Flex 4 is shaping up

It’s official: Flex 4, codenamed Gumbo, is now beginning active development.
Adobe has published their first plan of what should be included in Flex 4 that is scheduled to release next year. 
According to Adobe,  these are the four major themes that will affect Flex 4:

“Design in Mind: provide a framework meant for continuous collaboration between designer and developer. Probably involves an additional component model that integrates with the existing Halo components.

Accelerated Development: take application development from concept to reality quickly. Features could include application templates, architectural framework integration, binding improvements.

Horizontal Platform Improvements: features that benefit all application and user types. Features could include compiler performance, language enhancements, BiDi components, enhanced text.

Broadening Horizons: expand the range of applications and use-cases that can leverage Flex. Features could include finding a way to make the framework lighter, supporting more deployment runtimes, runtime MXML.”

Obviously, there’s a hope that upcoming Thermo release will bring together developers and designers. I’m cautiously optimistic here.  It’s great that a  designer’s tool will automatically generate MXML.  A developer will pick it up and re-factor .  But will the tool be smart enough to reverse-engineer the re-factored code and present it back in a visual form to the designer for further work? That is a million dollars question.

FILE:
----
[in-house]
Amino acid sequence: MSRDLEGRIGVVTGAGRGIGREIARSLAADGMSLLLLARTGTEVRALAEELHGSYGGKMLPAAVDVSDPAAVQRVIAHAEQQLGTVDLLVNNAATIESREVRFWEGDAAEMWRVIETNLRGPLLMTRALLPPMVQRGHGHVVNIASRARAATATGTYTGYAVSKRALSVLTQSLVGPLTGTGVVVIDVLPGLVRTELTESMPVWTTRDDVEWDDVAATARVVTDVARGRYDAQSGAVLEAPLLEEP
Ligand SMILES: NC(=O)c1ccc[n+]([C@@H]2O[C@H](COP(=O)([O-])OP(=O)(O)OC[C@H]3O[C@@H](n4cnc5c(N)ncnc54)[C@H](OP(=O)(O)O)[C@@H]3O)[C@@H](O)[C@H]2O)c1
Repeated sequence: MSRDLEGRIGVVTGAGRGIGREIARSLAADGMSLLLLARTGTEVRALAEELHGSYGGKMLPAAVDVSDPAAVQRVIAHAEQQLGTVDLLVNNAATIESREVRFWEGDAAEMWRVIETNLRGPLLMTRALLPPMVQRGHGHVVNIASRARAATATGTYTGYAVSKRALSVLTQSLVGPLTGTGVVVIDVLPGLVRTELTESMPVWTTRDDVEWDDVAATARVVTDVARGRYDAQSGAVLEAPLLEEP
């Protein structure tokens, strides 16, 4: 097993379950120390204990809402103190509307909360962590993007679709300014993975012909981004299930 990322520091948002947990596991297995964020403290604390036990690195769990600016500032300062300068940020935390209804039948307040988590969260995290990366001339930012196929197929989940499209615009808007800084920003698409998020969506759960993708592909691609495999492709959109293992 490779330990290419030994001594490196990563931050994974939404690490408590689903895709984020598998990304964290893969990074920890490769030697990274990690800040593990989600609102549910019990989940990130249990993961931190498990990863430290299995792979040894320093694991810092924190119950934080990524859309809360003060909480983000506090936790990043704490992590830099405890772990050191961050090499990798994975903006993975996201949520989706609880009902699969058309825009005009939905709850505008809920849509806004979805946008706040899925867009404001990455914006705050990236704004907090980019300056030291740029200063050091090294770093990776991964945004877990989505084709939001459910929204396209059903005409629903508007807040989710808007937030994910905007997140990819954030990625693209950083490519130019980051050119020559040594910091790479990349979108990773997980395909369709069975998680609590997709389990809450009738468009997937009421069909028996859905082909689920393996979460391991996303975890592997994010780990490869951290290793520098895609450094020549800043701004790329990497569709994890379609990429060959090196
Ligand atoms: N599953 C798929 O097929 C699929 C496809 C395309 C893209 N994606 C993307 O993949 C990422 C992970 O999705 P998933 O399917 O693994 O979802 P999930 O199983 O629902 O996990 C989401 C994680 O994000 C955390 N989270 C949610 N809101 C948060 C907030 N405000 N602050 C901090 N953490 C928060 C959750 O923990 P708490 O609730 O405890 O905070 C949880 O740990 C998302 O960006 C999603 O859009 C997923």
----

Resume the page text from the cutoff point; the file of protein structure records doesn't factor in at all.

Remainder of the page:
Accelerated development is definitely the right way to go. Code generators, templates is a must and even Flex 3 with its wizards was a step in the right direction.
I’d allocate the highest priority to the compiler improvement and IDE.   Flex Builder IDE works fine on small-size projects, but in the real world environment it’s not fun to work with. And I’m not even asking for a decent refactoring or some code editor improvements.  I want it to be faster. I do not want it to hang.  I do not want it to painfully rebuild the workspace for 30+ seconds.

Making the framework lighter is also a big ticket item.  A swf that uses Flex framework should be smaller in the “merge in” mode. One item that I do not see addressed in these plans is printing.  Flex printing is rudimentary and has to be addressed.

I wonder if Adobe has set an easy to use way for Flex developers to submit their suggestions to be included in Flex 4 that are reviewed and answered by Flex team? 

Since Flex is an open source product, we should have a say too. Looking forward to get a hold of Flex 4 Beta 3 when ready.

Yakov Fain